Authors: Goldstein, Marjorie., Griswold, Peter. and McConnell, Jacqueline.
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PROPOSAL
Qualitative and Quantitative Assessment of State-Mandated
Program Change In Special Education Teacher Preparation
Section I:
A. Statement of the issue
: For more than a year, special education programs in NJ have been
forced to grapple with revisions to licensure code; revisions that effectively downgrade special
education at undergraduate and post-baccalaureate levels from a major field of study to an
endorsement to elementary or secondary education certification. These changes are
responsive to federal demands that NJ (1) increase the number of students with special needs
exposed to the general education curriculum in inclusive settings; (2) decrease the number of
students with special needs educated in self-contained classes or special schools; and (3)
respond to “highly qualified teacher” mandates associated with No Child Left Behind (NCLB).
Considering the impact such draconian measures would have on the integrity of our
special education professional preparation program, the department sought to create functional
teaching/learning communities (Johnson, 1999; Lieberman and Grolnick (1997) to make needed
programmatic decisions to support students whose wish was to become special educators. At
our institution, significant human and economic resources were directed to the task of
developing dual-endorsement programs using elementary education as the base at both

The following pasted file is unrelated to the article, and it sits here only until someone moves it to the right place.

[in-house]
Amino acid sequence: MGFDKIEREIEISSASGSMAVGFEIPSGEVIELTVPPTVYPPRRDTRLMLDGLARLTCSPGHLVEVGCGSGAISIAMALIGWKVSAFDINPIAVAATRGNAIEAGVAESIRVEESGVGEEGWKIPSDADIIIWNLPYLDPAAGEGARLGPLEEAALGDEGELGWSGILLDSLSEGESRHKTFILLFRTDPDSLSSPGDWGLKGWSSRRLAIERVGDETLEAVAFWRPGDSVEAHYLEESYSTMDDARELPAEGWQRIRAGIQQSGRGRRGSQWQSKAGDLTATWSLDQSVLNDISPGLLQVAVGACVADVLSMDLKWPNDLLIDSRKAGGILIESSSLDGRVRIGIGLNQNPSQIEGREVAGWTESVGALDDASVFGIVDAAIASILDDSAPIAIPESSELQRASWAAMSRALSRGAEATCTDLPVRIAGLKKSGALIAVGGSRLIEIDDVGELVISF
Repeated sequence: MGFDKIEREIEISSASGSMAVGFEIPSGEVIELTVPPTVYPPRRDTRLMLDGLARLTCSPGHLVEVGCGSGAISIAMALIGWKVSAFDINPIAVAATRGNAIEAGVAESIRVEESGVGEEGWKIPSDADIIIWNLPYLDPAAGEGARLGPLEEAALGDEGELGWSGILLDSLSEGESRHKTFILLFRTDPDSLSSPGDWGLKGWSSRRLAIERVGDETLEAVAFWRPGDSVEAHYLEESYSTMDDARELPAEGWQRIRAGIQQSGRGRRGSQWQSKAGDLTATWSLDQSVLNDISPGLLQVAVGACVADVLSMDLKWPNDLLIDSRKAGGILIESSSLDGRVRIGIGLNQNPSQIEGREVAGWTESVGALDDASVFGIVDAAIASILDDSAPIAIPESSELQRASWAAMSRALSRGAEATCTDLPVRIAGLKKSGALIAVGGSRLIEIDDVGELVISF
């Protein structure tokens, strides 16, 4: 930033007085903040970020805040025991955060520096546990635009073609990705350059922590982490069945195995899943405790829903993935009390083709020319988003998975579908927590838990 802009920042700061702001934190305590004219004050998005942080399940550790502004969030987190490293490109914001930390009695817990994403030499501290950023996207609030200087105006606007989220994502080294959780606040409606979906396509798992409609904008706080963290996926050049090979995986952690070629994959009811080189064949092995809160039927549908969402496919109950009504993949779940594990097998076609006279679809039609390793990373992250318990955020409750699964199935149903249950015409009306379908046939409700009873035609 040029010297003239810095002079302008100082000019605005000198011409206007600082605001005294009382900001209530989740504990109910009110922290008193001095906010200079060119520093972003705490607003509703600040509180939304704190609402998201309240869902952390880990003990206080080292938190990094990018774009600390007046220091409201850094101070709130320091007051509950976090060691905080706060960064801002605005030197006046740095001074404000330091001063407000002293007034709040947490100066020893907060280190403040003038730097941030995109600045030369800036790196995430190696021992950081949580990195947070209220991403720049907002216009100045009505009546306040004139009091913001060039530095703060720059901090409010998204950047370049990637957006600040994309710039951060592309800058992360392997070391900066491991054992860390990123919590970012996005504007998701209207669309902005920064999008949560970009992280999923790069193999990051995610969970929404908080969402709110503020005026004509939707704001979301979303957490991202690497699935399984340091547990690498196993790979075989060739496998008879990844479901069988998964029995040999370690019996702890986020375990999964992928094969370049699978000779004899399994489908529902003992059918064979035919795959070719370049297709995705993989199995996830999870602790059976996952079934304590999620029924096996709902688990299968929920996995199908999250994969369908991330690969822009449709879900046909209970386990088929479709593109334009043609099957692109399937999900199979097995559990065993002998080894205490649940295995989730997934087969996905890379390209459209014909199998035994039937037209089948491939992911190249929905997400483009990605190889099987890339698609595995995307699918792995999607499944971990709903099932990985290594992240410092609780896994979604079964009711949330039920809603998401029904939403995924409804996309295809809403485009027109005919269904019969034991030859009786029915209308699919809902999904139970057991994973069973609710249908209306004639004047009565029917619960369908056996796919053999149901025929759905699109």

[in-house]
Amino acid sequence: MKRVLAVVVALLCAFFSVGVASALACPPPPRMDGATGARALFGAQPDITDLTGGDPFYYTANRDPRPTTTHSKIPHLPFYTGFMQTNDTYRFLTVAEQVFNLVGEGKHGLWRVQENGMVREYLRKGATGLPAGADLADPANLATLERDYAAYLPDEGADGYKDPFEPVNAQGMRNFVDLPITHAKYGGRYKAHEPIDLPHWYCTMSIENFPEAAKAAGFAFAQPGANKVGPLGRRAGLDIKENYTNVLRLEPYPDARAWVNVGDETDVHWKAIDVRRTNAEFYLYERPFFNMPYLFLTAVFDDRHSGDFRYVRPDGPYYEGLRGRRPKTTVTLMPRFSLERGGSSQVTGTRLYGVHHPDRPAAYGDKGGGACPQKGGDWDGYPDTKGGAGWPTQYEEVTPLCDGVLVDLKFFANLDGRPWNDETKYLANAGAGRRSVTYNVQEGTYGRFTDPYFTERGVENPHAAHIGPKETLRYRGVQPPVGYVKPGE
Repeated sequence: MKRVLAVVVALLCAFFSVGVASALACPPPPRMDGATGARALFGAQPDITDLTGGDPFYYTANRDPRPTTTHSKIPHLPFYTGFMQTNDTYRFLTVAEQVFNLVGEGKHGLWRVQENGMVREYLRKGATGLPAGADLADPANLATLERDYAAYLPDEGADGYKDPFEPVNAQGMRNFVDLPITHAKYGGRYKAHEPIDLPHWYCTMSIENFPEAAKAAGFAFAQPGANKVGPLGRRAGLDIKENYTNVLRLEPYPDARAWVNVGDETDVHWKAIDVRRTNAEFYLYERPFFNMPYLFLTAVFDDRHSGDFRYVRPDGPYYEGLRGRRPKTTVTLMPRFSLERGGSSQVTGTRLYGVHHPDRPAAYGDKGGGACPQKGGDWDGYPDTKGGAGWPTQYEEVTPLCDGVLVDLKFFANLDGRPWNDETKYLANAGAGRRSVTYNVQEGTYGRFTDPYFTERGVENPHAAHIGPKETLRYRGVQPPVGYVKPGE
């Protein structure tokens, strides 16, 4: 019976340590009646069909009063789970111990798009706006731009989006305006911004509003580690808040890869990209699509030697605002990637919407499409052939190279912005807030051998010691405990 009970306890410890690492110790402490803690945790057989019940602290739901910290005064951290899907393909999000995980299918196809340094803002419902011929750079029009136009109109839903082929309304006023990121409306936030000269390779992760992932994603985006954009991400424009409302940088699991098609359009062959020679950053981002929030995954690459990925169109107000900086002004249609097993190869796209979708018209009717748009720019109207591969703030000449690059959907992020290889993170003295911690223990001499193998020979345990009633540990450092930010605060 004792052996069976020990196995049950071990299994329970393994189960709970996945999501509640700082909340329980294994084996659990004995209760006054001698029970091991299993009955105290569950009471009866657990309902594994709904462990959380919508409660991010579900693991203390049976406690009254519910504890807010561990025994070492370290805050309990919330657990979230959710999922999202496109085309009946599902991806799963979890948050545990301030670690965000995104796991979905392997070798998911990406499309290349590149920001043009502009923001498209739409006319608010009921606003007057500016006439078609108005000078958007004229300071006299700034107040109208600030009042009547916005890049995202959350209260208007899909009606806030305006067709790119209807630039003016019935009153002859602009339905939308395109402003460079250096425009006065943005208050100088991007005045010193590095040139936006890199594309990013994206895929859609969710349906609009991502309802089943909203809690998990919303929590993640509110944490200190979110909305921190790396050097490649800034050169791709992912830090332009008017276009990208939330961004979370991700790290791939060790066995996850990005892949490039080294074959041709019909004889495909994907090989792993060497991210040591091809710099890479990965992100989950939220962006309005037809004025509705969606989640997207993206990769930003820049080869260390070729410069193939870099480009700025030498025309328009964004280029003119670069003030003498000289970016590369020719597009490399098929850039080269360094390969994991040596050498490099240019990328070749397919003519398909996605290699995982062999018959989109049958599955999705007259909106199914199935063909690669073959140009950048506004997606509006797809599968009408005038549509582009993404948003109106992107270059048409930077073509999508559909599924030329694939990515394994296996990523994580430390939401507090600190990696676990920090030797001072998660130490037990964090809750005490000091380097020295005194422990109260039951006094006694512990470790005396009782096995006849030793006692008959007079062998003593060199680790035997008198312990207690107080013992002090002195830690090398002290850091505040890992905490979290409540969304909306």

undergraduate and post-baccalaureate [alternate route] levels in less than one year.
This proposal seeks to address two areas: (1) assessment of each program’s purposes,
priorities, and outputs; and (2) substantive comparisons between the programs to determine
whether or not qualitative differences are discernable between the two groups of teacher
candidates (a) while they are engaged in teacher preparation, and (b) employers’ perspectives
on qualitative factors associated with their assumption of professional roles within an
educational environment.
B. Pre-Literature review: Change, whether in education or in any other aspect of life, is often
identified as either evolutionary or revolutionary. Mandated change is clearly an example of the
latter. Despite the challenge of coping with mandated change, it does give the department an
opportunity to revise, implement and assess alternatives to past practice that may yield positive
results.
Assessing the outcomes of state-mandated change requires engagement of a
combination of qualitative (case analyses, unstructured interview, observation) and quantitative
(survey, structured interview) approaches, all of which have been identified in the research
literature as means to assess program change. Our methodology goes further to create a
systematic lens through which to view the programs longitudinally in the interest of program
improvement. With cohort 1, the groups beginning the program in September at both levels,
our focus will be to assess: (1) admissions criteria and selectivity factors; (2) advisement quality,
teacher candidate satisfaction and dispositions; (3) course delivery in the context of learning
communities, and the consistency among course artifacts, professional standards, and
expected teacher-candidate learning outcomes. A matrix of selected items cross-referenced
professional standards, and indexed to program artifacts and expected student learning
outcomes will be produced as the evaluation design evolves. Research literature to support the
selected items will be elaborated at that point.
C. Contribution: The strand under which this proposal is submitted, Discerning Quality,
clearly reflects our intent to identify an array of significant items to be used to draw comparisons
between teacher candidates engaged in a traditional undergraduate dual-endorsement program